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Bring the Brood: Must-Try Maui Outdoor Activities for Active Families

Posted on September 18, 2015

Story by Jody Robbins

Maui ticks all the right boxes for active families.

Sure, there are all of those gold sand beaches fringing the island just waiting to make every member of the family’s day. But there’s much more to Maui’s menu of family activities than building sandcastles, boogie boarding and taking a dip in the ocean. I recommend hitting up one of the seven experiences below offering outdoorsy, active families a real feel for Maui’s natural wonders.

Horseback riding at Piiholo Ranch in Upcountry Maui. Photo Credit: Jody Robbins.

Cowboy up!
Head to Upcountry Maui to make like a paniolo (Hawaiian for “cowboy”). Paniolo and ranching are as much a part of the Hawaiian cultural history as surfing. Horseback trail rides at Piiholo Ranch, near the Upcountry Maui town of Makawao, take visitors through a fertile valley running parallel to Haleakala volcano. On our tour, we moseyed past nene geese (the Hawaiian state bird), herds of deer, and a family of wild boars! When we and our horses needed a bit of cooling off, we galloped right up to some natural pools before picking guava straight off the tree.

Whale watching
Each year from December through May, the warm, shallow waters surrounding the Hawaiian Islands become prime breeding, calving and nursing grounds for North Pacific humpback whales. The west Maui town of Lahaina is home to several companies offering whale-watching tours. We went with Ultimate Whale Watch, which utilizes a 30-foot rigid hull inflatable raft for its tours. The Coast Guard uses similar vessels, so we felt very safe the entire time. Within two minutes on the water our crew spotted a mother whale and her calf, and kept our boat nearby (by law, all watercraft must remain a minimum 100 yards distance) for a good 10 minutes as the massive mammals displayed their pectoral fins and some spectacular water splashing.

The undersea world seen from an Atlantis Submarines portal. Photo credit: Jody Robbins.

Take a submarine ride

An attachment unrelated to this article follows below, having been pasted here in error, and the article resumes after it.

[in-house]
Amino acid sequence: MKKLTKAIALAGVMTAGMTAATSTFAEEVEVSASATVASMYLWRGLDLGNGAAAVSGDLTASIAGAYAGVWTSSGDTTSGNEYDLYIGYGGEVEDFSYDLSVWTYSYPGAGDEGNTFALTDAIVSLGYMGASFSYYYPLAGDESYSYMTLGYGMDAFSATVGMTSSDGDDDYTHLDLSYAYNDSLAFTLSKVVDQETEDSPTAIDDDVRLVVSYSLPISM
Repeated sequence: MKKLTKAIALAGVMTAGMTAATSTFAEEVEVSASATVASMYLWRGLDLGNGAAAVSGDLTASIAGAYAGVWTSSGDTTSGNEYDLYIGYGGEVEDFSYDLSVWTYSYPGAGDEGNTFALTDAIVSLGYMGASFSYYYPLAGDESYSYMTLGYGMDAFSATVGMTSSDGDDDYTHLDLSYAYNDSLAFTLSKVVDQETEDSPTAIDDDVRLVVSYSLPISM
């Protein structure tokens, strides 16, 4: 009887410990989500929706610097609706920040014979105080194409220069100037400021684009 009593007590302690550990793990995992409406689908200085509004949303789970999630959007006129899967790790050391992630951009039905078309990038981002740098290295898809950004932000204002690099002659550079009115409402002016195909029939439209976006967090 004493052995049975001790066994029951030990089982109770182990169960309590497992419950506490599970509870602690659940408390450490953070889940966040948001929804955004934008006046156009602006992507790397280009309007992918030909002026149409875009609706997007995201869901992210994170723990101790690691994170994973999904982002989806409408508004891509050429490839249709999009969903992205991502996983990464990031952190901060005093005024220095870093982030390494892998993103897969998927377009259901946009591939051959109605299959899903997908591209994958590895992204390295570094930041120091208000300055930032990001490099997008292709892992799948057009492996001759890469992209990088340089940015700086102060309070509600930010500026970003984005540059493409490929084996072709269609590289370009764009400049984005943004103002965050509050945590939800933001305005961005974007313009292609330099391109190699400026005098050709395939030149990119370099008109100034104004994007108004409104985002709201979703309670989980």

The whole family can explore the ocean floor with Atlantis Submarines, which will submerge your brood 127-feet below the ocean surface on a real, working submarine. I was as enthralled as the rest of the sub’s passengers, especially as we skulked past several white-tipped reef sharks, manta rays and a sunken vessel.

A good surf lesson is about so much more than simply learning how to paddle out, catch a wave, stand up and then ride it properly. Hawaiian Paddle Sports will teach you all of these basics and offer an in-depth lesson on surrounding aquatic flora and fauna. You also won’t be charged for all of the photos instructors capture of your family as you learn to surf. All the better to remember how great it felt to catch your first wave and ride it into shore with the West Maui Mountains as your backdrop.

Your writer rappelling down a rainforest waterfall in northeast Maui. Photo courtesy of Jody Robbins.

Rappelling waterfalls
Outdoor adventurers keen to soak up the natural wonders of the Valley Isle’s rainforests will have the time of their lives rappelling cliff faces into stream-fed natural pools with Rappel Maui. The outfitter provides an in-depth safety orientation before escorting families on a tour descending stream-cut rainforest ridges on the island’s Hana Coast. With your safety gear on, you’ll rappel down a series of 30- to 60-foot cliffs, learning how to refine your technique on each before descending through a cascading waterfall. It’s a refreshing experience, to say the least, and a totally rad activity for older kids and teens. Participants must be age 10 or older and weigh at least 70 pounds.

Here’s an activity you don’t really need to pony up and book an excursion for – that is, if you know where to go. Maui has several great spots for snorkeling, each brimming with coral reefs and interesting marine life. We spent a ton of time in the waters of Kapalua Bay on the island’s west side. There’s a family of sea turtles residing in the rocks in the center of the bay, and if they’re around, kids should have no trouble spotting them. (There is no minimum-distance state law, but the National Oceanic and Atmospheric Administration recommends remaining at least 150 feet from all sea turtles and not disturbing them or their natural behavioral patterns.) Like all of Hawaii’s beaches, Kapalua Bay is open to the public. There are also washroom facilities near its parking lot.

Learning the art of fishing by net throwing. Photo credit: Jody Robbins.

Throw-net fishing and other Hawaiian cultural activities
Most people who take the slow, winding 64-mile journey along Maui’s rugged northeast coast on its famed Hana Highway do little more than pull over for postcard-worthy views. But if you’re hankering to uncover a bit more Hawaiian culture, you’ll want to stop at the Travaasa Hana resort. Guests of the Hana town resort are invited to try their hand at Hawaiian cultural activities ranging from outrigger paddling and lei making to throw-net fishing. Throw-net fishing is a sustainable way to capture large amounts of fish, and our family spent a peaceful afternoon knee-deep in the Pacific casting our nets in the hope of doing just that. Sadly, we only snagged a snorkel mask.

About Jody Robbins: Jody Robbins is a Canadian travel writer and blogger. A previously published version of this post can be found on Jody’s blog, “Travels with Baggage.” Follow Jody’s adventures on TravelswithBaggage.com or on Twitter @Jody_Robbins.

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